Becoming Friends with the Mayans | My Family Travels

After the 45-minute bus ride from the port of Costa Maya, we finally arrived. My dad and I had had a front row seat for the tour guide’s lecture and were ready to discover the ancient civilization for ourselves.

But dismounting the bus, all I could see were towering trees. Though beautiful, they were not what I had signed up to see this morning.

The tour guide informed our group that reaching our destination involved a short hike. We followed him down the dirt path under the cruel Mexican sun. The previous night’s New Year’s Eve festivities aboard our cruise ship, the Regal Princess, had fatigued me. If I had known this excursion would be so taxing, I might not have exhausted my feet dancing.

For several minutes, we trudged behind, continuing our history session from earlier. The facts fascinated me, but already I learned in school. Specificities, the tour guide had announced, would begin once we reached the site.

Sweat dripped down my face. Though I originally agreed to this excursion to bond with my father, I yearned to learn about these people and their home and my excitement grew on the bus ride. Now, I was just impatient.

To the relief of my aching feet, we finally stopped walking. The real tour was about to start. “Welcome to Kohunlich Archaeological Zone”, the guide exclaimed, gesturing to the clearing behind him, “the home of the ruins of La Maya!”

We trekked over to a series of stacked-stones. The tour guide informed us that these once belonged to Mayan elite. My dad and I climbed the steep stairs to the top of one and explored the sun-exposed rooms. Though crumbling and plant-covered, I could imagine the house’s grandeur centuries ago.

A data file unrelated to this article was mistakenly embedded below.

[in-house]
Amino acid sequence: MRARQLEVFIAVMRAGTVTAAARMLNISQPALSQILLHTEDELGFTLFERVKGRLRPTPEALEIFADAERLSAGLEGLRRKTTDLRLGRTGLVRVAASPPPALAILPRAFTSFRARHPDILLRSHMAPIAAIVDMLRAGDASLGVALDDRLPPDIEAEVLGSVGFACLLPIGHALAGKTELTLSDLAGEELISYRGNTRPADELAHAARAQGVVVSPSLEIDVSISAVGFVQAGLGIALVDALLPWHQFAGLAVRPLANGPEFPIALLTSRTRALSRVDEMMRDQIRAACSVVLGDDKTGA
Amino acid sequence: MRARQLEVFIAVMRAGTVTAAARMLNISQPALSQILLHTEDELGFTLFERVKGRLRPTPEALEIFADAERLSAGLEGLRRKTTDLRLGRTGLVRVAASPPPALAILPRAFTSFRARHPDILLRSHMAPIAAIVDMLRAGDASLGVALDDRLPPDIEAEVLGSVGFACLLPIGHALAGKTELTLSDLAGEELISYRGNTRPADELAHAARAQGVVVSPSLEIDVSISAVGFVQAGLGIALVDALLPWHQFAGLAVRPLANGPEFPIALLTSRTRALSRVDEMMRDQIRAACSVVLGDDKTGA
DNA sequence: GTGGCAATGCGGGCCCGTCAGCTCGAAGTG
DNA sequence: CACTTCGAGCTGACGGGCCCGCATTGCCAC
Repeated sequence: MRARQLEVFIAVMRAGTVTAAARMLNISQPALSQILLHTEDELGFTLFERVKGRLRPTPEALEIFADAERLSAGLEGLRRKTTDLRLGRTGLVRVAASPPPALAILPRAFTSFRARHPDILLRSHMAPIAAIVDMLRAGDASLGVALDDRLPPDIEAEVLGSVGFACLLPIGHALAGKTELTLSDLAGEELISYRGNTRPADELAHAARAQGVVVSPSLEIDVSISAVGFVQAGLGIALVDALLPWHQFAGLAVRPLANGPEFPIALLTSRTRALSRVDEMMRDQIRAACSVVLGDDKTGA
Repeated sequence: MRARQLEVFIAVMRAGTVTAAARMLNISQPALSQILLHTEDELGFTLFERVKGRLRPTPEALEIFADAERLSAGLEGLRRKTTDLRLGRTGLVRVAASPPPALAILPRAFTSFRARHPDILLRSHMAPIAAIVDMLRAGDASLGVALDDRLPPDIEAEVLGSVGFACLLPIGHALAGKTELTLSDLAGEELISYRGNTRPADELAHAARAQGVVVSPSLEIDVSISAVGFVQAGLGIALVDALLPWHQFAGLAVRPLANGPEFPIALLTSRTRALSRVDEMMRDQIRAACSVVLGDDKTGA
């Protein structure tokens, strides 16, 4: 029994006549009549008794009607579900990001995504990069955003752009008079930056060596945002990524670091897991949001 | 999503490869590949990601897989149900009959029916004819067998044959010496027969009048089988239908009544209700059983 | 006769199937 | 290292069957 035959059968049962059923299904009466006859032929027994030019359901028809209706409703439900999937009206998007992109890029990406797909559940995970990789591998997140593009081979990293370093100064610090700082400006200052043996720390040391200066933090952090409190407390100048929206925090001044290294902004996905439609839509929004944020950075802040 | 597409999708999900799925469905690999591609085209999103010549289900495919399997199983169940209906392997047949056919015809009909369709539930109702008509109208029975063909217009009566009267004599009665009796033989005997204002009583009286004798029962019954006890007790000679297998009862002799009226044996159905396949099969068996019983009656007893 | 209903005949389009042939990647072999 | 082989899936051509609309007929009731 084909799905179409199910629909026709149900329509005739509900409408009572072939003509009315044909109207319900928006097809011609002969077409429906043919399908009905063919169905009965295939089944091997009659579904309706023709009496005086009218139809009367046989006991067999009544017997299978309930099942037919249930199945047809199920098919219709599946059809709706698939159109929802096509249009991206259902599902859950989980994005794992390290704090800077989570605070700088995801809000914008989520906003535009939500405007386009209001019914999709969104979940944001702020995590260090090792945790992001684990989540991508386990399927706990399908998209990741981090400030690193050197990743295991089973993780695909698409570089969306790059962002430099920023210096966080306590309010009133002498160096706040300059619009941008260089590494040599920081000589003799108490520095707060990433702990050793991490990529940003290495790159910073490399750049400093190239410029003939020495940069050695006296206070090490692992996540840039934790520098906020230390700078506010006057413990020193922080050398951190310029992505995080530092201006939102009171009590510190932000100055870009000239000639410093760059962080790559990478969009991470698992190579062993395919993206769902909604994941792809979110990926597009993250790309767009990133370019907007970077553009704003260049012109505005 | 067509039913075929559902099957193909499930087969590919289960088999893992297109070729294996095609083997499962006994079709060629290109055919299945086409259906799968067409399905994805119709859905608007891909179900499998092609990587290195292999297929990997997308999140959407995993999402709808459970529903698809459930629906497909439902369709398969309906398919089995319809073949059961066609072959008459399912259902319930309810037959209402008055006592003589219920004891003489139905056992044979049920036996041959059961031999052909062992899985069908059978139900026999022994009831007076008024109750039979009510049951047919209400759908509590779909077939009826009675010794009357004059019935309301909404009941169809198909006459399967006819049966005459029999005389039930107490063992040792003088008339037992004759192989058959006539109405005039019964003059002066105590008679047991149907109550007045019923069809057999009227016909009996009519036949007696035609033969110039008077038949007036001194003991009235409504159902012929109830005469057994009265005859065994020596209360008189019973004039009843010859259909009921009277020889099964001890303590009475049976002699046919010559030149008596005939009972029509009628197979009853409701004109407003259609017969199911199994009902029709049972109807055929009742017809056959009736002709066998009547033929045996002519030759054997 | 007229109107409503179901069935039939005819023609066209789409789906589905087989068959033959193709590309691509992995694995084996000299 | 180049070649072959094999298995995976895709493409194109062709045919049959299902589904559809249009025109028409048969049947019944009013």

Our group continued, visiting the leader’s house and the city center. The sun beat down, the shade of these ancient structures no match for its intensity. However, the stifling heat could not discourage us. The climax of the tour was just ahead.

We followed a stone path through a field where Mayans played sports. Our tour guide taught us about their games and the mythological stories in Mayan culture that inspired them. We passed a small gazebo that housed a newly-discovered carving and a stone-lined pond once used for chores. Then, we hiked up a steep hill to the ultimate destination: the temple.

The pyramid was enormous. A stone staircase covered its face and intricate carvings flanked either side. A thatched roof had been built over the temple to protect the architecture from the unforgiving natural elements.  At the top, my father and I peered inside a narrow room, where, according to our guide, the Mayan priests would offer sacrifices and pray to their numerous deities. This was the most important structure in a Mayan city. Then, we turned around.

The entire settlement sprawled out before me. I studied the city center and the homes of the Mayan aristocrats off in the distance. Little birds perched on the tips of the trees. Other tour groups, the sizes of insects, were beginning their exploration.  Hundreds of years ago, an ancient people found and stacked every stone I had touched. They walked where I had trod. They had played games, made art, and told stories. People prayed for their greatest desires and thanked the gods for their fortunes. Where I stood was sacred. Countless had lived and died here, and I was fortunate enough to visit. I may have come with the intent of growing closer to my father, but, instead, I became friends with the ancient Mayan people.

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